12 April 2011

More than a decade has passed since public education campaigns against Domestic Violence (DV) commenced in Australia. Yet, their impact on service utilization rates has been minor. Only one third of DV victims seek and obtain right assistance. DV is a significant preventable source of much mental, physical illness, including suicide andgynaecological problems. So why as a medical profession and as Psychiatrists we are not making efforts to target DV as a priority remainsunanswered.One obvious symptom of lack of medical interest in DV is that DV Services are stand alone services, away from main stream medical establishments, with minimal engagement with medical profession includingPsychiatry , thus giving an impression that Domestic Violence(DV) is not amedical problem. The result is that medical profession plays a peripheral role in detection and management of Domestic Violence.Many victims suffering from Major Depressive Illness, Anxiety Disorders, PTSD etc are left untreated for their mental disorders. Their management is primarily social and legal.Victims visiting their general practitioners do not share DV with their doctors. If the patients can disclose serious stigmatizing illness like HIV, why not DV. Perhaps the victims do not believe DV to be the prerogative of the family doctor.

Another consequence has been the neglect of serious examination of perpetrators. This leads to continuation of cycle of violence in a large number of cases.While the emphasis of the authors Rose et al is laudable i.e. the medical profession must bring DV as a core topic into the training and education of medical students, as well as General practitioners , Obstetricians and Gynaecologists alongside Psychiatry trainees. It calls for the psychiatry profession to work with political and social structures to make an impact and a contribution to the current systems of service delivery and influence priorities in research funding .
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Domestic violence: we need changes in the ICD and at the start of training

Virginia A Davies, Child and adolescent psychiatrist
30 March 2011

In order to enhance rates of disclosure of domestic violence by service users, Rose et al(1) argue for additional specialist training for mental health professionals. I would argue that this is the wrong level atwhich to pitch training. I would also suggest that to precipitate any realshift in health workers’ attitudes, and therefore practice, we need to seechanges in the International Classification of Disease, version 11 (ICD-11).

With ICD-11 still in its pre-production stages, Rose et al’s excellent paper should be mandatory reading for the Revision Steering Group. If, as the WHO maintain, the ICD-11 aims to serve ‘not only … as a classification system but also as a building block for health’(2), the Revision Steering Group would do well to reflect on the comments captured within this research. Medicine’s ambivalence about accepting domestic violence as a key determinant of health is amply highlighted by the absence in our current ICD of any code for domestic violence. Whereas abuse of children can be recorded with a range of different Z codes, the abuse of adults remains non-existent in terms of axis V coding. This position surely validates both those in this study who do not see domesticviolence as their business, but also goes some way towards promulgating the idea that this is a condition beyond the realms of ordinary practitioners’ experience and therefore competence.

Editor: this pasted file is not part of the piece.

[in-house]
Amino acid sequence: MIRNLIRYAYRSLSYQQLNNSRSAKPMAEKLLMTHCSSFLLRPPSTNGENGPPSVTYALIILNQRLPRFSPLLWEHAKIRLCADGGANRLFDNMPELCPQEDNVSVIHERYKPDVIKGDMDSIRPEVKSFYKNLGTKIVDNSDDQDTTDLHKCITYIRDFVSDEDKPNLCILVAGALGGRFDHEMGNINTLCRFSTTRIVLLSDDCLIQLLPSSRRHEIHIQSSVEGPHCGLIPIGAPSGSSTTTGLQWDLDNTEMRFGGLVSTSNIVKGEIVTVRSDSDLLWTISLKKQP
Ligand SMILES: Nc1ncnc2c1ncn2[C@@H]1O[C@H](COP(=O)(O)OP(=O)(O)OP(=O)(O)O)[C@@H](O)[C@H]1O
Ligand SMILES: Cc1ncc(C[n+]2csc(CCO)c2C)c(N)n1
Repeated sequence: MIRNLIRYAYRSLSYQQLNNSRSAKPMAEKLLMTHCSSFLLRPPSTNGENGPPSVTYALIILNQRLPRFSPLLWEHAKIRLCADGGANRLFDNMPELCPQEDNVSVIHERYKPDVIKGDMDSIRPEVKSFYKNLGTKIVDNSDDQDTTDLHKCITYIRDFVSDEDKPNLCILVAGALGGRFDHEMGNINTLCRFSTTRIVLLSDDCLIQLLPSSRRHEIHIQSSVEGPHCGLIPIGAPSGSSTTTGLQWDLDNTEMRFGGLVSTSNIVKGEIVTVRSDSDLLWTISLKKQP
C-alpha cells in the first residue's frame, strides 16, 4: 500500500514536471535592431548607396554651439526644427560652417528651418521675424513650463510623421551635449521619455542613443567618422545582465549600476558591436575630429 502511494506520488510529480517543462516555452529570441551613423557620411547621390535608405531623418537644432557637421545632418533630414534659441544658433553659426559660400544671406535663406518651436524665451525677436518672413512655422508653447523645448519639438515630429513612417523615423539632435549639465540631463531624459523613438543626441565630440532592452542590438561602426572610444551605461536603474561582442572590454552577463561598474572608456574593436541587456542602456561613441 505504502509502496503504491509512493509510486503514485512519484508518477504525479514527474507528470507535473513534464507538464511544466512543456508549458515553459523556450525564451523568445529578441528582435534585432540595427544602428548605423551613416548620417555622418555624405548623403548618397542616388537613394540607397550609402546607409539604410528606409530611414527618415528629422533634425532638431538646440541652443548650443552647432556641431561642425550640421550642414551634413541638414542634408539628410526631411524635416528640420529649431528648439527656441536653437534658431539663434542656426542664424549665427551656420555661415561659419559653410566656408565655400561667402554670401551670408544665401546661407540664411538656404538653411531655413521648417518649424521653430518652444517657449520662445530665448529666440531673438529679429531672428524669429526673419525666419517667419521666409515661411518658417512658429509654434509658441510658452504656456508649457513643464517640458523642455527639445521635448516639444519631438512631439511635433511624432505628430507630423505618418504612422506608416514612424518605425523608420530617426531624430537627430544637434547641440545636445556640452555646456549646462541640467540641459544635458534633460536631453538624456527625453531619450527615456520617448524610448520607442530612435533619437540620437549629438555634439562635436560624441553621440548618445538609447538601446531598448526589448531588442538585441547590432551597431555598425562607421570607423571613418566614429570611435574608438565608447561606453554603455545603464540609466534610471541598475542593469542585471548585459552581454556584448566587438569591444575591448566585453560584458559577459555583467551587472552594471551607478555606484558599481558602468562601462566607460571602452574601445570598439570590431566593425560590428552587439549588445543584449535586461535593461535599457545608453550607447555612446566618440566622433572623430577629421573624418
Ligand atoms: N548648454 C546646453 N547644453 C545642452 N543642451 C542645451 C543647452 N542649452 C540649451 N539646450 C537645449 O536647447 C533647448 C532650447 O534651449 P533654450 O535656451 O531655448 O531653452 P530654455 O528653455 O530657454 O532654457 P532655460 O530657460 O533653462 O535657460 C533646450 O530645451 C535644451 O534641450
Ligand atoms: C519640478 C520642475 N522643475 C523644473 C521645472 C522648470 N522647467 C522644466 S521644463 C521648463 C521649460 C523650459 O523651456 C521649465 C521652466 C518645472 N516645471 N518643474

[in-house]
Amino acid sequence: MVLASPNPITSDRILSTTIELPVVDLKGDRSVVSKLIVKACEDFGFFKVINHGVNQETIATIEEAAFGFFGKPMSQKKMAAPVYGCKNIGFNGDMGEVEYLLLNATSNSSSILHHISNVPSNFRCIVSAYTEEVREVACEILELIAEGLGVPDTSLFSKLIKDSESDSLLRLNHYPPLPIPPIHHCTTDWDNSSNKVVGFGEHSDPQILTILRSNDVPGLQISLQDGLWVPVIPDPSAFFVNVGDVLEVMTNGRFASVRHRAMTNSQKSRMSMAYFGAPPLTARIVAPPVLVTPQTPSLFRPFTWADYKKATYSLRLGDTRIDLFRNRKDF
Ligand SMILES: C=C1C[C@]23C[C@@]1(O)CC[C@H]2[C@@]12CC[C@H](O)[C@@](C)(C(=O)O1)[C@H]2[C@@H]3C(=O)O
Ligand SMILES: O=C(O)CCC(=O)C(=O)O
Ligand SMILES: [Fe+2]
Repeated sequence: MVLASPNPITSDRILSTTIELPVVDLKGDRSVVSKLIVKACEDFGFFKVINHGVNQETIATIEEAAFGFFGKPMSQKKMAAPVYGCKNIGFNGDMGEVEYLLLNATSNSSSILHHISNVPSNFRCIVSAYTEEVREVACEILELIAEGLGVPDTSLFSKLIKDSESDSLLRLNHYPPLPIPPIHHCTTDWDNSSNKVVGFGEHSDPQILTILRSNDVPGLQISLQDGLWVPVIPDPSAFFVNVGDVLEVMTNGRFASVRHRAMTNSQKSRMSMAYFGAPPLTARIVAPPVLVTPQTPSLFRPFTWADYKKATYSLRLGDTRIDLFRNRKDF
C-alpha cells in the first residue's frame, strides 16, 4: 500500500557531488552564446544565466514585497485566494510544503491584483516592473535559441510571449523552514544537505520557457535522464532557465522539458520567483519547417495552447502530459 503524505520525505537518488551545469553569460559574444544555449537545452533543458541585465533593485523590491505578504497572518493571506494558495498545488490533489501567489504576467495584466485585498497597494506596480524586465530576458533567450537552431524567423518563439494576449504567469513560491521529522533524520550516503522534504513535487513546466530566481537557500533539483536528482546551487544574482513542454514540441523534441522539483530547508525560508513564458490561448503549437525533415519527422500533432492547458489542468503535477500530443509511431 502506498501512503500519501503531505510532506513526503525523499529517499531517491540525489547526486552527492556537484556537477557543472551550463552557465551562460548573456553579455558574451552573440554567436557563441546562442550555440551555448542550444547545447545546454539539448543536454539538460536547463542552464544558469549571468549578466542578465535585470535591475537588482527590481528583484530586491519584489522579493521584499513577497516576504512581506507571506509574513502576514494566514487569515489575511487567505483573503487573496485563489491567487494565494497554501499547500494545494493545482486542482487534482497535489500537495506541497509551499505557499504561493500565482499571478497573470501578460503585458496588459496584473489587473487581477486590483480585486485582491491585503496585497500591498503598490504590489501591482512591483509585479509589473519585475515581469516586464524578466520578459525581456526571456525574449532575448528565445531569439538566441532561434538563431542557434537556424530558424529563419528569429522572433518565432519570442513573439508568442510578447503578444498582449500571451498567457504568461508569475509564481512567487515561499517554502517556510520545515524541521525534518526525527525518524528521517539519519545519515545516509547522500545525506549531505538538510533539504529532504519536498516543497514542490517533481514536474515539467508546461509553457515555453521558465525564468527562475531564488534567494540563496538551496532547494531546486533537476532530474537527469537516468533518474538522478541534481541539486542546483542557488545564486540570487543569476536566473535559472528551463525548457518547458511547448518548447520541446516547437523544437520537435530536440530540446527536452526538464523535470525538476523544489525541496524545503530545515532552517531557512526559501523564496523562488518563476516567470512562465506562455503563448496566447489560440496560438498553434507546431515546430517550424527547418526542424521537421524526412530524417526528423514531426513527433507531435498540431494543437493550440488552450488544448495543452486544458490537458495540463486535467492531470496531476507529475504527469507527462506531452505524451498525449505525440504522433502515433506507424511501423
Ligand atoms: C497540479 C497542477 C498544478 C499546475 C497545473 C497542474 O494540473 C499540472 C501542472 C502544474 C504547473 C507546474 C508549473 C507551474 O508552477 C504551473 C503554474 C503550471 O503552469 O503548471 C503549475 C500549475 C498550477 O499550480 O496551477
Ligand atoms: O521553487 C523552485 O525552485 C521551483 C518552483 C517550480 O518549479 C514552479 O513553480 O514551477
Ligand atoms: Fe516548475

Training about domestic violence needs to happen at university level.Domestic violence is not just something that affects mental health serviceusers, and it is something that medical students can be trained to ask about, think about and feel comfortable enough to approach. I base my comments upon training I co-deliver with a service user to fifth year medical students. The training takes place in the context of practising interviewing skills.

During the course of providing the history, the service user mentions“being in a very violent relationship”. Medical students often freeze at this point, or say something like “I am very sorry”, before moving swiftlyon to another topic. At the end of the interview slot, the service user talks with the student group about how important it is to be able to ask about and listen to this kind of material, and how the student’s desire tomove away from the topic leaves her feeling this is something bad / dirty /unmentionable. She tells them how liberating it has been for her to be able to talk about this experience with others, and we both remind them ofhow common domestic violence is in our society, regardless of class or race or religion. Our work has not been evaluated in terms of whether the students who pass through our module go on to be better at facilitating discussion about domestic violence, but this would perhaps be a useful area of study for medical schools or other professional training centres.

1. Rose D; Trevillion K; Woodall A; Morgan C; Feder G, and Howard L:Barriers and facilitators of disclosures of domestic violence by mental health service users: qualitative study. The British Journal of Psychiatry(2011), 198, 189-194.